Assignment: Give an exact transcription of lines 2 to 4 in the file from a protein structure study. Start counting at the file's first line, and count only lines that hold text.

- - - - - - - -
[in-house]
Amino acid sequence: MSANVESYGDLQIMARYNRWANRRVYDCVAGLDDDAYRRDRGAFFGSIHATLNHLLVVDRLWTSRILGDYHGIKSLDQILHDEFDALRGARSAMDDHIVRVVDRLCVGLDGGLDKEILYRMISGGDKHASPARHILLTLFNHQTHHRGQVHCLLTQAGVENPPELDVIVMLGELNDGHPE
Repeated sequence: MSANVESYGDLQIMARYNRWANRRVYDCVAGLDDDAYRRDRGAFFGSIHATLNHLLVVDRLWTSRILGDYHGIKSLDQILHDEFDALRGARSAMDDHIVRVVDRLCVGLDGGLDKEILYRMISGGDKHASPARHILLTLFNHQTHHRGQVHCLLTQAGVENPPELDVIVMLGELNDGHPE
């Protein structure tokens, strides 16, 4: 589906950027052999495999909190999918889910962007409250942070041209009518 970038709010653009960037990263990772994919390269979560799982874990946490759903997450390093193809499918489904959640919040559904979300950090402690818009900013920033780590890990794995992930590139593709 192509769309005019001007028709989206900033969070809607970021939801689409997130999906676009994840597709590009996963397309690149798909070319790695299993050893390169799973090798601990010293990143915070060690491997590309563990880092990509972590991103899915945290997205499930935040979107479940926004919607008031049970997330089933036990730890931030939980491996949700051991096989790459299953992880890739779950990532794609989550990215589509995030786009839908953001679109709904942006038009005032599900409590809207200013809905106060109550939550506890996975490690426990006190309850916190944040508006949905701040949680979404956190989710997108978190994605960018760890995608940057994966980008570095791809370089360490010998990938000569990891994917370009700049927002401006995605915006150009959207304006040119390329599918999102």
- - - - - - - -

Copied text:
Amino acid sequence: MSANVESYGDLQIMARYNRWANRRVYDCVAGLDDDAYRRDRGAFFGSIHATLNHLLVVDRLWTSRILGDYHGIKSLDQILHDEFDALRGARSAMDDHIVRVVDRLCVGLDGGLDKEILYRMISGGDKHASPARHILLTLFNHQTHHRGQVHCLLTQAGVENPPELDVIVMLGELNDGHPE
Repeated sequence: MSANVESYGDLQIMARYNRWANRRVYDCVAGLDDDAYRRDRGAFFGSIHATLNHLLVVDRLWTSRILGDYHGIKSLDQILHDEFDALRGARSAMDDHIVRVVDRLCVGLDGGLDKEILYRMISGGDKHASPARHILLTLFNHQTHHRGQVHCLLTQAGVENPPELDVIVMLGELNDGHPE
């Protein structure tokens, strides 16, 4: 589906950027052999495999909190999918889910962007409250942070041209009518 970038709010653009960037990263990772994919390269979560799982874990946490759903997450390093193809499918489904959640919040559904979300950090402690818009900013920033780590890990794995992930590139593709 192509769309005019001007028709989206900033969070809607970021939801689409997130999906676009994840597709590009996963397309690149798909070319790695299993050893390169799973090798601990010293990143915070060690491997590309563990880092990509972590991103899915945290997205499930935040979107479940926004919607008031049970997330089933036990730890931030939980491996949700051991096989790459299953992880890739779950990532794609989550990215589509995030786009839908953001679109709904942006038009005032599900409590809207200013809905106060109550939550506890996975490690426990006190309850916190944040508006949905701040949680979404956190989710997108978190994605960018760890995608940057994966980008570095791809370089360490010998990938000569990891994917370009700049927002401006995605915006150009959207304006040119390329599918999102």